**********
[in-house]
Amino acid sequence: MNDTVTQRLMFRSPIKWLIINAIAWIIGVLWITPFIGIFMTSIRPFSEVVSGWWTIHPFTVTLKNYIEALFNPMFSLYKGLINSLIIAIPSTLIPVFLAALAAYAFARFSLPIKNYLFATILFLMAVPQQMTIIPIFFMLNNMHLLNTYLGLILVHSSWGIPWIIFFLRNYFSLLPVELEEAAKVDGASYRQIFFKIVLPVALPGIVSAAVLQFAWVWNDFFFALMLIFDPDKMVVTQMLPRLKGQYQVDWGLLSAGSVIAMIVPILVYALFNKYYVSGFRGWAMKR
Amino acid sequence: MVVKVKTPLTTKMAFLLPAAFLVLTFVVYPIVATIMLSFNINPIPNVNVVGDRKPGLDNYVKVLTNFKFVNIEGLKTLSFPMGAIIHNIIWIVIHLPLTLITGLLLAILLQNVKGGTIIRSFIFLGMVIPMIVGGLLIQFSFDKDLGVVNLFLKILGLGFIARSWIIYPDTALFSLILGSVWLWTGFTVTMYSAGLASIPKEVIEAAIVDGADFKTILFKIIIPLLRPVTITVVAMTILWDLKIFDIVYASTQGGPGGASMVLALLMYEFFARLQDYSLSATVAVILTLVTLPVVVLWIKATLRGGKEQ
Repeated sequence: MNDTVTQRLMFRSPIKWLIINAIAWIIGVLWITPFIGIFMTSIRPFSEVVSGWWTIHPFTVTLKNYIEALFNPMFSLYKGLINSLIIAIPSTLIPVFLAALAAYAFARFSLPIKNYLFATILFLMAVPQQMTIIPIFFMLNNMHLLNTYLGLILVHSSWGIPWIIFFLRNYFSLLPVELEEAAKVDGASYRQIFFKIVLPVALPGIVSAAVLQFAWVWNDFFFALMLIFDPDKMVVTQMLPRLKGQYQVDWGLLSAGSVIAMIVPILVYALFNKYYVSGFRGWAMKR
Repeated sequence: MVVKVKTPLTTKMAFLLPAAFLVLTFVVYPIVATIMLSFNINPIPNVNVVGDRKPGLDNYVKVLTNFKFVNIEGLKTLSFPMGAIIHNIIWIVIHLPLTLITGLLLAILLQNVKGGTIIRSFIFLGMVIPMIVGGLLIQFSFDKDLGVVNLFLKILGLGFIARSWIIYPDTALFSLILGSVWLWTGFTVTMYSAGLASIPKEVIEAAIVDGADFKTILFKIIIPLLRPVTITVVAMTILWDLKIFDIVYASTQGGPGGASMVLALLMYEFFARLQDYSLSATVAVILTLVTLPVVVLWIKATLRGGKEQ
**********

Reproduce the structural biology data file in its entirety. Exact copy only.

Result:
[in-house]
Amino acid sequence: MNDTVTQRLMFRSPIKWLIINAIAWIIGVLWITPFIGIFMTSIRPFSEVVSGWWTIHPFTVTLKNYIEALFNPMFSLYKGLINSLIIAIPSTLIPVFLAALAAYAFARFSLPIKNYLFATILFLMAVPQQMTIIPIFFMLNNMHLLNTYLGLILVHSSWGIPWIIFFLRNYFSLLPVELEEAAKVDGASYRQIFFKIVLPVALPGIVSAAVLQFAWVWNDFFFALMLIFDPDKMVVTQMLPRLKGQYQVDWGLLSAGSVIAMIVPILVYALFNKYYVSGFRGWAMKR
Amino acid sequence: MVVKVKTPLTTKMAFLLPAAFLVLTFVVYPIVATIMLSFNINPIPNVNVVGDRKPGLDNYVKVLTNFKFVNIEGLKTLSFPMGAIIHNIIWIVIHLPLTLITGLLLAILLQNVKGGTIIRSFIFLGMVIPMIVGGLLIQFSFDKDLGVVNLFLKILGLGFIARSWIIYPDTALFSLILGSVWLWTGFTVTMYSAGLASIPKEVIEAAIVDGADFKTILFKIIIPLLRPVTITVVAMTILWDLKIFDIVYASTQGGPGGASMVLALLMYEFFARLQDYSLSATVAVILTLVTLPVVVLWIKATLRGGKEQ
Repeated sequence: MNDTVTQRLMFRSPIKWLIINAIAWIIGVLWITPFIGIFMTSIRPFSEVVSGWWTIHPFTVTLKNYIEALFNPMFSLYKGLINSLIIAIPSTLIPVFLAALAAYAFARFSLPIKNYLFATILFLMAVPQQMTIIPIFFMLNNMHLLNTYLGLILVHSSWGIPWIIFFLRNYFSLLPVELEEAAKVDGASYRQIFFKIVLPVALPGIVSAAVLQFAWVWNDFFFALMLIFDPDKMVVTQMLPRLKGQYQVDWGLLSAGSVIAMIVPILVYALFNKYYVSGFRGWAMKR
Repeated sequence: MVVKVKTPLTTKMAFLLPAAFLVLTFVVYPIVATIMLSFNINPIPNVNVVGDRKPGLDNYVKVLTNFKFVNIEGLKTLSFPMGAIIHNIIWIVIHLPLTLITGLLLAILLQNVKGGTIIRSFIFLGMVIPMIVGGLLIQFSFDKDLGVVNLFLKILGLGFIARSWIIYPDTALFSLILGSVWLWTGFTVTMYSAGLASIPKEVIEAAIVDGADFKTILFKIIIPLLRPVTITVVAMTILWDLKIFDIVYASTQGGPGGASMVLALLMYEFFARLQDYSLSATVAVILTLVTLPVVVLWIKATLRGGKEQ